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4-way Stopcock for Central line blood draws?

I currently work in a busy oncology unit and we have recently had an increase in CLABSIs. We are looking at possible ways to limit the amount of times we are accessing central lines. Right now with a typical blood draw there can easily be 4 or more access events (flush/waste, draw (possibly multiple syringes), flush, flush).

in a previous hispital I worked in we used double stopcocks which allowed a closed flush/waste/draw system and allowed for only one access event for the blood draw. After discussing with my clin spec she is very interested, but I can't seem to find an example of a double stopcock to show her what I'm talking about. Anyone use this type of system and can provide me a manufacturer/part number?

Thank you! I have literally spent hours trying to find these. I don't know why I didn't think to ask here sooner!

calivianya, BSN, RN

Specializes in ICU.

You could also throw out the idea for a SafeSet, too. I love them. They come attached to pressure lines, such as CVP/art lines, etc. I wish I could link a picture, but I don't know how to that on my Kindle.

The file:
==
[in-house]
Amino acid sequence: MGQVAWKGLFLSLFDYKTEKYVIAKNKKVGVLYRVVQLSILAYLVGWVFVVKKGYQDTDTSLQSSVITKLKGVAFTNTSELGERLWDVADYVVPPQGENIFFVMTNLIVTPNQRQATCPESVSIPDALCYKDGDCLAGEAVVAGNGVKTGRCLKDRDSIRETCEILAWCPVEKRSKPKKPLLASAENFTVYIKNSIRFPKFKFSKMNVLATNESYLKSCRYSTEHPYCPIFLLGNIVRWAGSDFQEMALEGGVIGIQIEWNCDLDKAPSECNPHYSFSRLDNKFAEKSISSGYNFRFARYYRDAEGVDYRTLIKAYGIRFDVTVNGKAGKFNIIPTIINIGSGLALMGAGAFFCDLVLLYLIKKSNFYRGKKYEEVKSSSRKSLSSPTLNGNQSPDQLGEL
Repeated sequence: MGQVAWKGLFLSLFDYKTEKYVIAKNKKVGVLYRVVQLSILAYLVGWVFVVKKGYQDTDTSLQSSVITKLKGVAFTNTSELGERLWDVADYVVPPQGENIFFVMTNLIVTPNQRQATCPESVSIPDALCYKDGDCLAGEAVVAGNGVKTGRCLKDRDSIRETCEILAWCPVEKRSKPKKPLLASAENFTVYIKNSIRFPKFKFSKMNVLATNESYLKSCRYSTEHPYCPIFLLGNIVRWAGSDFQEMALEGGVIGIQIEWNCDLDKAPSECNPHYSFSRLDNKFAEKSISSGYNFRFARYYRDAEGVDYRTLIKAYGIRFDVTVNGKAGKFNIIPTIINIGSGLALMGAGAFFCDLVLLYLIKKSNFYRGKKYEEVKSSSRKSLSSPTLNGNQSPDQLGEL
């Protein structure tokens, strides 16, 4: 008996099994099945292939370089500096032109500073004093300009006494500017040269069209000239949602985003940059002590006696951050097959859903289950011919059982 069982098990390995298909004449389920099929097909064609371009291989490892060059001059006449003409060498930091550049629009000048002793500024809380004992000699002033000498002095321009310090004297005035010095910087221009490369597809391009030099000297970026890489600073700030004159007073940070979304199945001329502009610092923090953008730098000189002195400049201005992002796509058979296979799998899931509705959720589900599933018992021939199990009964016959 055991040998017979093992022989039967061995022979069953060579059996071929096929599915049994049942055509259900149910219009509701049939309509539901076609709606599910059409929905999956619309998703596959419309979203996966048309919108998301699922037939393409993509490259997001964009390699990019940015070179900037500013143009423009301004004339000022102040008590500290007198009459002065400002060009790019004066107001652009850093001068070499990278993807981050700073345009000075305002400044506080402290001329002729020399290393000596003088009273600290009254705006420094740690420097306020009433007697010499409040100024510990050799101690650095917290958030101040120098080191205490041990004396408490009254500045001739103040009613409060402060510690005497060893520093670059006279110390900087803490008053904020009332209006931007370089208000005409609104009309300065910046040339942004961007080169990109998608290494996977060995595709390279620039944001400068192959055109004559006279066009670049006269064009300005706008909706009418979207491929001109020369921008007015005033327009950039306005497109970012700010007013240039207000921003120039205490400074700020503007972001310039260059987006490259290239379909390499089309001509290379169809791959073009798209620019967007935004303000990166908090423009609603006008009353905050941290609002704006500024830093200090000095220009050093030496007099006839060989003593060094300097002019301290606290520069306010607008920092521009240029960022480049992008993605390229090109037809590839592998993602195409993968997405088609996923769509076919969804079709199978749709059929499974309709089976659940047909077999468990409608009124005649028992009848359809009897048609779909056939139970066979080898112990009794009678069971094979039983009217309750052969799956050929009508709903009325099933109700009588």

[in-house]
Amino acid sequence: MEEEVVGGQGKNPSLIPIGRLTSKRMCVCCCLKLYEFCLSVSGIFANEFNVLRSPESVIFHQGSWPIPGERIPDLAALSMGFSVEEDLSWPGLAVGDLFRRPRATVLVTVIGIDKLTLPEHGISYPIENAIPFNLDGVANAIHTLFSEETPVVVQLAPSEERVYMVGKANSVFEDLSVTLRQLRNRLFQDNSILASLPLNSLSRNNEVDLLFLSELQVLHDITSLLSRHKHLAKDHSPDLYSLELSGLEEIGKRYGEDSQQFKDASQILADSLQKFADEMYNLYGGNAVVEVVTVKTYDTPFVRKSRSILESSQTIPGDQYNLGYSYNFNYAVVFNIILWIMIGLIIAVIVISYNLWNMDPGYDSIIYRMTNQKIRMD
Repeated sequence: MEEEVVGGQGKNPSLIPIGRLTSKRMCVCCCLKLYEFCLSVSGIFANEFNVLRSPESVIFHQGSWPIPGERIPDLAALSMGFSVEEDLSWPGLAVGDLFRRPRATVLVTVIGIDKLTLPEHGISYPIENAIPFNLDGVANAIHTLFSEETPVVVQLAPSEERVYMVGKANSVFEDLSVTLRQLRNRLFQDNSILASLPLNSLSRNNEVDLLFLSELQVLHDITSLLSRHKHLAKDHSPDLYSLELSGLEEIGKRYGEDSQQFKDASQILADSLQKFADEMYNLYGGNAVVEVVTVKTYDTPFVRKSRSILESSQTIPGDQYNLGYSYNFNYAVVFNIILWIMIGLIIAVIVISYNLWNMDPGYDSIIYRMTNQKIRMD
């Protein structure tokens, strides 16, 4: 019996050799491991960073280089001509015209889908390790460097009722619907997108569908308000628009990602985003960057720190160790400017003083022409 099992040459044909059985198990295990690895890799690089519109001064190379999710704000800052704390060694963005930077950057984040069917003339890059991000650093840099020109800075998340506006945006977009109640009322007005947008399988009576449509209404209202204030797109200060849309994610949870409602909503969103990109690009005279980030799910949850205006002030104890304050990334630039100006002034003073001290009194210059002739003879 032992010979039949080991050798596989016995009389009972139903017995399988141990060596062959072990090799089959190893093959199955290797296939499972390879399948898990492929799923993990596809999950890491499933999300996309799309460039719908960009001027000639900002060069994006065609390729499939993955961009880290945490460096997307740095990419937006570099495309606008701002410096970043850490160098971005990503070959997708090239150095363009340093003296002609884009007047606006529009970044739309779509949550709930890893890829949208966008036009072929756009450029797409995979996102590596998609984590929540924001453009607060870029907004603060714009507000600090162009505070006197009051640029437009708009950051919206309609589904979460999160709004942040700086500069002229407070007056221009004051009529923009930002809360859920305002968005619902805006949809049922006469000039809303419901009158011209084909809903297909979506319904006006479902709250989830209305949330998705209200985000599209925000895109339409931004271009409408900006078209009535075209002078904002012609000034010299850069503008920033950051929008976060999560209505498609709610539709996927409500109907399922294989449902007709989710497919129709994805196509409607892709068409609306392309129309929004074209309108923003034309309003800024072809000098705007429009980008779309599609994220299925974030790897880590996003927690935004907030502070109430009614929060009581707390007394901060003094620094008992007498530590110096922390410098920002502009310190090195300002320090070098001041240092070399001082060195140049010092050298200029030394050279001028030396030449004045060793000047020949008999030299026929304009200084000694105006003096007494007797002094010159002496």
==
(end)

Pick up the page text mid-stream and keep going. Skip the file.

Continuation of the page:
I have seen SafeSets and they look really neat, but we don't have pressure/art lines. I think they would also be cost prohibitive for our purpose.


Specializes in Surgical, quality,management. Has 12 years experience.

If you use vacutainers for your bloods you can get a device that attaches to the line, a waste tube then draw your bloods..... flushing pre and post of course.

MunoRN, RN

Specializes in Critical Care. Has 10 years experience.

The main purpose of putting a 4-way in-line (two consecutive 3-way stopcocks) is for having a way of returning the waste in a blood draw without disconnecting the waste syringe. You use it basically the same way you would a VAMP; attach an empty syringe to each of the 2 ports, draw the waste into the upstream syringe, close the line to that syringe, draw your sample in the syringe closer to the patient, then re-open the port to the waste syringe, give that back and then flush. I'm not sure that necessarily cuts down all that much if it all on the number of accesses however.


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